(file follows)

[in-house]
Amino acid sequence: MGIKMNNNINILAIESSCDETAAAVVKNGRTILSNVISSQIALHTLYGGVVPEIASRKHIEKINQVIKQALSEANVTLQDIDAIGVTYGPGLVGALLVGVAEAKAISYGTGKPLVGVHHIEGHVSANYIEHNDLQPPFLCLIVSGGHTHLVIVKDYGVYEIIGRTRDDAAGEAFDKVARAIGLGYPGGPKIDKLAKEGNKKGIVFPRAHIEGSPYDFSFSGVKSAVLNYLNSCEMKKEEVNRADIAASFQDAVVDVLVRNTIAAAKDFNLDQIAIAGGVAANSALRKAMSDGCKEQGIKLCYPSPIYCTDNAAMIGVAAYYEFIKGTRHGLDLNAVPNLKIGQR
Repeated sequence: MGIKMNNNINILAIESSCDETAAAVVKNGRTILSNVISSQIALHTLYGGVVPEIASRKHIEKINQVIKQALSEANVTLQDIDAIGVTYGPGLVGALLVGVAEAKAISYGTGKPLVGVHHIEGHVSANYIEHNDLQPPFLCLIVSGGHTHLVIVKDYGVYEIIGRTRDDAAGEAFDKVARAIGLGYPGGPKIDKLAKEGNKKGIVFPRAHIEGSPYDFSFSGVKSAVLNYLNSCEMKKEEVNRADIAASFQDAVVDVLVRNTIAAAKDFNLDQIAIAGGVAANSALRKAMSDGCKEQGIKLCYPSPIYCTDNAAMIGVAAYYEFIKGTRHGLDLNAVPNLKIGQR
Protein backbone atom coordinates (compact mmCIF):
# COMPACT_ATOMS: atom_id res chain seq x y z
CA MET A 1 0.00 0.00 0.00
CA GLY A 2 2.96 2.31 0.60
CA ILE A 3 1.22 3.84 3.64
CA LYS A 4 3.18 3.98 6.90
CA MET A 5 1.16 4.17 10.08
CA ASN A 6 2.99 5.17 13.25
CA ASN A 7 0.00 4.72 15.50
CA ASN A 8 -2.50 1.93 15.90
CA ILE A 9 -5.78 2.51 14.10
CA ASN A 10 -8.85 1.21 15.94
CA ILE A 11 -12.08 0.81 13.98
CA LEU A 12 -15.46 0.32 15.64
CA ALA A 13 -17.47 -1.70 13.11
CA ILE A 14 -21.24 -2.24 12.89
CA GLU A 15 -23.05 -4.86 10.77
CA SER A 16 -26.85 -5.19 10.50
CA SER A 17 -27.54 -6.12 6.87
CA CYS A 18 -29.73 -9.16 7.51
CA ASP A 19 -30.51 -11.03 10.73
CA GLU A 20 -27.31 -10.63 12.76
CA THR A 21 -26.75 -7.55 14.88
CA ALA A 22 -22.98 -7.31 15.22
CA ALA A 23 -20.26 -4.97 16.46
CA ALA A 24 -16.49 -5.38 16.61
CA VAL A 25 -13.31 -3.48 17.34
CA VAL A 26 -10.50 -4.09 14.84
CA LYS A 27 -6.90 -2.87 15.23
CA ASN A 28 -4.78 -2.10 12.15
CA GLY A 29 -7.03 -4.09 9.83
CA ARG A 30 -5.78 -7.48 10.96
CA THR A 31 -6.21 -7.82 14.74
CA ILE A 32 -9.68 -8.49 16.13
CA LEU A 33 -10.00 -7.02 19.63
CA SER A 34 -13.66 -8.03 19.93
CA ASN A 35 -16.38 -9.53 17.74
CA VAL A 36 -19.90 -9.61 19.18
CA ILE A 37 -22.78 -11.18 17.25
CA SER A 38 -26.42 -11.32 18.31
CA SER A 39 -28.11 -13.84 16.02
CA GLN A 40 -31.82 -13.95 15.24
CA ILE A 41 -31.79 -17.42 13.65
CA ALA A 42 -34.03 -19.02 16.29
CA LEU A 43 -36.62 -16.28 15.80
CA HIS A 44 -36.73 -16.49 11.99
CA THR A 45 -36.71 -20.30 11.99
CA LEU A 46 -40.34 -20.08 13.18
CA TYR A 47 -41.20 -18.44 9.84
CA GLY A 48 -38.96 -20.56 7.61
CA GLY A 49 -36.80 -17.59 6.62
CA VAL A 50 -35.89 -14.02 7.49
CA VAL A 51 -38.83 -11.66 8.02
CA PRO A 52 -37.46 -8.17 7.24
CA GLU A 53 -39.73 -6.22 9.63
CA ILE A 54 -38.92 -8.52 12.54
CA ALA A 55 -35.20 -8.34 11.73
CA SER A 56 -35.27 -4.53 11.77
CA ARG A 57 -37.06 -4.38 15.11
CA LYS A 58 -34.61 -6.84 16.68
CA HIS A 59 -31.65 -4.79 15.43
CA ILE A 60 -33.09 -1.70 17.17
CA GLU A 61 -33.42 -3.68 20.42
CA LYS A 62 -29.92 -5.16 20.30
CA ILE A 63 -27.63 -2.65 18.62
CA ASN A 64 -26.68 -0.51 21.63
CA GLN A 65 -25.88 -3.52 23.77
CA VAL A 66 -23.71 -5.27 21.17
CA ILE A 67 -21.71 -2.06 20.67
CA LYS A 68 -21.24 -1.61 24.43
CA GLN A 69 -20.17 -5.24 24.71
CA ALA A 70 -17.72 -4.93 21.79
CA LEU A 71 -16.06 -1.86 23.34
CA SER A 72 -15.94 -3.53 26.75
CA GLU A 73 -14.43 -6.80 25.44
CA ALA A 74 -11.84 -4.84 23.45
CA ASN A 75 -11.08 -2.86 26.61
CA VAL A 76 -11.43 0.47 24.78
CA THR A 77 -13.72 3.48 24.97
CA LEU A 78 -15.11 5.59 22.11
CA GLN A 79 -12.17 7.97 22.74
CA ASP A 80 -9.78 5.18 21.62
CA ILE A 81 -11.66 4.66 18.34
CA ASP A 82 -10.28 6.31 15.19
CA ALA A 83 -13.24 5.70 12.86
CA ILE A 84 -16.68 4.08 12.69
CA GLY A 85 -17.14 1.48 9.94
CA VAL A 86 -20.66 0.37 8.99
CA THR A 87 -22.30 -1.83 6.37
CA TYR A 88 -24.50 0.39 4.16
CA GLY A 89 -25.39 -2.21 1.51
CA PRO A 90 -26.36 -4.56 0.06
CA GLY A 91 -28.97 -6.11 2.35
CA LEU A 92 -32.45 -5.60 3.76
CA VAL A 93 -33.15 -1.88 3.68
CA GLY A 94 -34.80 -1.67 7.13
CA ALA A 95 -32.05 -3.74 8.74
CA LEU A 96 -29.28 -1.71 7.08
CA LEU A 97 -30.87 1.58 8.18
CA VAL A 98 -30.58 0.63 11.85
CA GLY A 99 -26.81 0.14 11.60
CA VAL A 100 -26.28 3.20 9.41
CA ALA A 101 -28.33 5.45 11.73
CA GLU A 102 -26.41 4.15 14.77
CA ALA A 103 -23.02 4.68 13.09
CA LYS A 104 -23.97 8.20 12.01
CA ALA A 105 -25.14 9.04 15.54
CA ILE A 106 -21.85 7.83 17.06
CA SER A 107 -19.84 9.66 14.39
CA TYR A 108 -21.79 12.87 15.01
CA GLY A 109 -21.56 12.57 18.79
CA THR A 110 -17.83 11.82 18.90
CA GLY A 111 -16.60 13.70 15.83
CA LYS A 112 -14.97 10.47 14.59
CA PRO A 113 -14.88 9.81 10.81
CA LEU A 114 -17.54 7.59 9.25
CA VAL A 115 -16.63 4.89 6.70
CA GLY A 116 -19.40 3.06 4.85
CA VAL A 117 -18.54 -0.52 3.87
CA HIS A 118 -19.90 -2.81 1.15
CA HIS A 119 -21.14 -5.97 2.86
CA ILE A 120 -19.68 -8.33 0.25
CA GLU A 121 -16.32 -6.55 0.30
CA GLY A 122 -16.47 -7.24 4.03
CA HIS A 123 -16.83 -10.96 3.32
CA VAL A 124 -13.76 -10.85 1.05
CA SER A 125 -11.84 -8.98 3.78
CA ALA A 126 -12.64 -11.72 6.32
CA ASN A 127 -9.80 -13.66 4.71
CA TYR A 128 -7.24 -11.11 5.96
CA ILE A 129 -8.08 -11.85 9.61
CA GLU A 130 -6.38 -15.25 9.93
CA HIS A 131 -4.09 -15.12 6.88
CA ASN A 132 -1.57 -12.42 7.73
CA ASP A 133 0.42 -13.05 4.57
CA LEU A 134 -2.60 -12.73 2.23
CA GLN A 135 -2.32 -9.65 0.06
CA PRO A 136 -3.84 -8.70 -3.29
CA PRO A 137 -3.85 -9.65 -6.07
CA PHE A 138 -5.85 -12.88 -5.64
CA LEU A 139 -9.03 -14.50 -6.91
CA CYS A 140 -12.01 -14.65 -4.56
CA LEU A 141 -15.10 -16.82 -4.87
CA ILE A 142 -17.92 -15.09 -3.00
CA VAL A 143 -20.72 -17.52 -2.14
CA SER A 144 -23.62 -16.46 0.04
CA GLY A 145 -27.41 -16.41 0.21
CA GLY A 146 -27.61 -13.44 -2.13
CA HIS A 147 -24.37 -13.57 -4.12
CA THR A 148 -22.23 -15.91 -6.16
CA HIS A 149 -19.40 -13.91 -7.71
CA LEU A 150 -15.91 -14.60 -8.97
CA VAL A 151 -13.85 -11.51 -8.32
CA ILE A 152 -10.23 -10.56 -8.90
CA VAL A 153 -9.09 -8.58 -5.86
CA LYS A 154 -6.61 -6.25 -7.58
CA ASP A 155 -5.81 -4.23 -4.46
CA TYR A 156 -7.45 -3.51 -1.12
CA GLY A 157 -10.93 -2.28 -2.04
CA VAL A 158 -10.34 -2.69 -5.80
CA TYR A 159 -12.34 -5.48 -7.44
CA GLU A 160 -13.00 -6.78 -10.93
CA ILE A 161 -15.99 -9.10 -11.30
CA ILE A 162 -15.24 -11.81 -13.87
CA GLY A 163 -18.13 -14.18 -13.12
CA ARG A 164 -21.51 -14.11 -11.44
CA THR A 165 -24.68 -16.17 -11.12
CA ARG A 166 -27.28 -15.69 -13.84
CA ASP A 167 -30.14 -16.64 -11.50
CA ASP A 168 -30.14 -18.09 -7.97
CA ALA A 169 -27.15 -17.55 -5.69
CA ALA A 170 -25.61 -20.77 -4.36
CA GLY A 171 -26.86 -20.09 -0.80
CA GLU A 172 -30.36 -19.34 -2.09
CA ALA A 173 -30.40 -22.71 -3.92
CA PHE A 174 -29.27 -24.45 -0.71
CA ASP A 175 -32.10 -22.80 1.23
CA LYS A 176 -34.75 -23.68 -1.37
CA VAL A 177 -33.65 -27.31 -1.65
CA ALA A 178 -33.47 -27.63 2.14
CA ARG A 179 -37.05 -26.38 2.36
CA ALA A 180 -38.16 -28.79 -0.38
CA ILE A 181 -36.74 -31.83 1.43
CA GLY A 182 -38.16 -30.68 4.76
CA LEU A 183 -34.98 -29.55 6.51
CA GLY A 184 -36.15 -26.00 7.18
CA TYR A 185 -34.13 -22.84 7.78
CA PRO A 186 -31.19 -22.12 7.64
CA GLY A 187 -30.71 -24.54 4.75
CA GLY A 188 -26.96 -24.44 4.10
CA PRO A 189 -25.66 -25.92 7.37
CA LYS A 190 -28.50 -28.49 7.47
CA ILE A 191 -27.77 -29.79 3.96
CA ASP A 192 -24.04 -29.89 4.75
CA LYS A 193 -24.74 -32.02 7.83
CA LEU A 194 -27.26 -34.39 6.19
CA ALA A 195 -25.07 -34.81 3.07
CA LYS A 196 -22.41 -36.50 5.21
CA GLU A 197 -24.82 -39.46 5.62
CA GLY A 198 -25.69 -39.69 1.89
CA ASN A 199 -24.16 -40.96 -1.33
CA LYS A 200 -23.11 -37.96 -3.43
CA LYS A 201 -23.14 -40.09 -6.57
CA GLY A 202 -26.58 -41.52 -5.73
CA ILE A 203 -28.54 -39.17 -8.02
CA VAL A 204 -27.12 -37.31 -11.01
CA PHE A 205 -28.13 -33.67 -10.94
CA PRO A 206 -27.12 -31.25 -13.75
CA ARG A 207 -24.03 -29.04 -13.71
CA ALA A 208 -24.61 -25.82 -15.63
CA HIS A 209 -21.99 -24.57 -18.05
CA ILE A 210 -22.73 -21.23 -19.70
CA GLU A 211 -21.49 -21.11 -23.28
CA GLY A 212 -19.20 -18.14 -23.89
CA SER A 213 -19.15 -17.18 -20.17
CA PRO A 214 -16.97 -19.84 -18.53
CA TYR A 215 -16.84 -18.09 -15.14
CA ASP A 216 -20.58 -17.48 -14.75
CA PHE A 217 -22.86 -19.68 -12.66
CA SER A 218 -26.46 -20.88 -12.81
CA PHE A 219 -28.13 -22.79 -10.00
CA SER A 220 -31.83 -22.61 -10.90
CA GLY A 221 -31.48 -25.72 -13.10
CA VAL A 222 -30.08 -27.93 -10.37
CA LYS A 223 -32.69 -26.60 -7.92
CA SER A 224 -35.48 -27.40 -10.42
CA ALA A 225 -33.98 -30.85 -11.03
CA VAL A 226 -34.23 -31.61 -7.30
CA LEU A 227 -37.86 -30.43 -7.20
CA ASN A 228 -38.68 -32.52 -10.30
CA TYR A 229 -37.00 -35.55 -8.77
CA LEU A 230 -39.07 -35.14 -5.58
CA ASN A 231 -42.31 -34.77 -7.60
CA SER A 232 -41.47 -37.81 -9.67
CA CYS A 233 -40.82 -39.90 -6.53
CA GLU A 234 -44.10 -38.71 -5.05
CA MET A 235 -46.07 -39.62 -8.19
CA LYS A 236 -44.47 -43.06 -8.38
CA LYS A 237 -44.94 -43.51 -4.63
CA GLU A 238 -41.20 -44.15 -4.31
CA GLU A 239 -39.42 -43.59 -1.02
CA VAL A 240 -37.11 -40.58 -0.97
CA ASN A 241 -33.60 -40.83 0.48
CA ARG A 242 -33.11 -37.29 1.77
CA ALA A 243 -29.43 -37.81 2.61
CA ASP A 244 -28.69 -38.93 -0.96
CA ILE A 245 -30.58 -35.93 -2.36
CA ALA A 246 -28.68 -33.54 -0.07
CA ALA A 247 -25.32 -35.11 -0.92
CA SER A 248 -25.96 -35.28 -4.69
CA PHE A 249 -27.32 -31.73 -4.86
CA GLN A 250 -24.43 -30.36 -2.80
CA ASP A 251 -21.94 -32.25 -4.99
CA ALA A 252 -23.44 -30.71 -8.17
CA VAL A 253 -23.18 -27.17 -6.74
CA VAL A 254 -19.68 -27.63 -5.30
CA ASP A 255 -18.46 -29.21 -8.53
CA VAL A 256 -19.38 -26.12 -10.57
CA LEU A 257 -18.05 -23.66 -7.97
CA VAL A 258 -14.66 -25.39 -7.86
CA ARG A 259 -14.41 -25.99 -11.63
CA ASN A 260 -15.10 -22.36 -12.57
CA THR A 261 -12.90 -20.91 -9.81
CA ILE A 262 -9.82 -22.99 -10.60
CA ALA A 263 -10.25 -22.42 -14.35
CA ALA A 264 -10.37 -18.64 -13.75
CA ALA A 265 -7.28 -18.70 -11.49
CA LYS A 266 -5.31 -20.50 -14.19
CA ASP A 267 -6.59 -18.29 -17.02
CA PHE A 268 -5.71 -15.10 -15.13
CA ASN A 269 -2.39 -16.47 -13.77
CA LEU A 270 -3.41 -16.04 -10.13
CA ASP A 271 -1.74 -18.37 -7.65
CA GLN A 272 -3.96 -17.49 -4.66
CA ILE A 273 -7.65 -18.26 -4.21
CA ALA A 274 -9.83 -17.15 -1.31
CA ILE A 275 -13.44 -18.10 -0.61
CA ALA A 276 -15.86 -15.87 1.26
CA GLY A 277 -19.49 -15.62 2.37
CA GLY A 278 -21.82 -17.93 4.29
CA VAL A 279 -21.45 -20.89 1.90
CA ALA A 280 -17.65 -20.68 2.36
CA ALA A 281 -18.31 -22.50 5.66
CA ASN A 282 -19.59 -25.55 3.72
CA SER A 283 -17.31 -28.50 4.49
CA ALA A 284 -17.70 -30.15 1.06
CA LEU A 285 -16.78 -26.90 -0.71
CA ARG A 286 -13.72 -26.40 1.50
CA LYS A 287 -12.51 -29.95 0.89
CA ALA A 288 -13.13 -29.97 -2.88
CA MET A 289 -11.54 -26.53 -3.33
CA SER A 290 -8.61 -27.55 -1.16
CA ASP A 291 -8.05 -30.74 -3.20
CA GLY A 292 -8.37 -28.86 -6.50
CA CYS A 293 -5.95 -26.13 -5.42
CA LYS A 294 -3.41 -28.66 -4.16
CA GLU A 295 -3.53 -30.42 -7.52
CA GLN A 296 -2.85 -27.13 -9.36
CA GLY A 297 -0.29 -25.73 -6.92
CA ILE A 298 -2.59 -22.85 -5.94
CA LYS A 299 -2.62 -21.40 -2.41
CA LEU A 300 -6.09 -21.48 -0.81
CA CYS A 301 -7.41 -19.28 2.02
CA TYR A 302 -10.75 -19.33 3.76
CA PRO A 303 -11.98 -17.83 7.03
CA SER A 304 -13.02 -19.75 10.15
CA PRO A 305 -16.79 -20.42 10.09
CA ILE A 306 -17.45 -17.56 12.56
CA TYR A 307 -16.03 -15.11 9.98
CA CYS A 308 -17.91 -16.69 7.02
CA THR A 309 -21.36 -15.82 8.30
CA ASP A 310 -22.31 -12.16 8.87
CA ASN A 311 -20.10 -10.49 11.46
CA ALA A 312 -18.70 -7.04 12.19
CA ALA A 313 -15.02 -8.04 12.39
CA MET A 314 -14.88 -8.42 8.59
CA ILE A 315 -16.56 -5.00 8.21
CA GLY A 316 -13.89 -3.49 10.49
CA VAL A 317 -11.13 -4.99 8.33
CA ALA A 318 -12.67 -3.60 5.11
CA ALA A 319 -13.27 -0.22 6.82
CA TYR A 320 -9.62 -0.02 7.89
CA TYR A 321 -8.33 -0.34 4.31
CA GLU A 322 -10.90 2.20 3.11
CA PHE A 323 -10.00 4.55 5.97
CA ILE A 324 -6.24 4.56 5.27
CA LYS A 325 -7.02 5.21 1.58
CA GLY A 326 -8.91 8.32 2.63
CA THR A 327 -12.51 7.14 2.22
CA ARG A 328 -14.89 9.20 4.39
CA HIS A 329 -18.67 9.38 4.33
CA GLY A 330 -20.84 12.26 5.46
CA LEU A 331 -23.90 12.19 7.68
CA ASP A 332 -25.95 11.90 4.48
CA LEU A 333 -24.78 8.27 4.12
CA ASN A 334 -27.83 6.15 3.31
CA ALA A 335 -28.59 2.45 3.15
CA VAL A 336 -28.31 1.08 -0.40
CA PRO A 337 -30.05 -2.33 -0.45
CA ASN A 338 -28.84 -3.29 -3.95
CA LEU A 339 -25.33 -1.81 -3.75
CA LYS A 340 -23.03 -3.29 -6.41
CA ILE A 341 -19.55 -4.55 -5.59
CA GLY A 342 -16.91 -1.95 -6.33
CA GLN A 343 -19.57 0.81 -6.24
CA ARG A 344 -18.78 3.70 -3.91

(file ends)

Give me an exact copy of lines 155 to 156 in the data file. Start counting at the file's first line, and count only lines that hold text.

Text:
CA LEU A 150 -15.91 -14.60 -8.97
CA VAL A 151 -13.85 -11.51 -8.32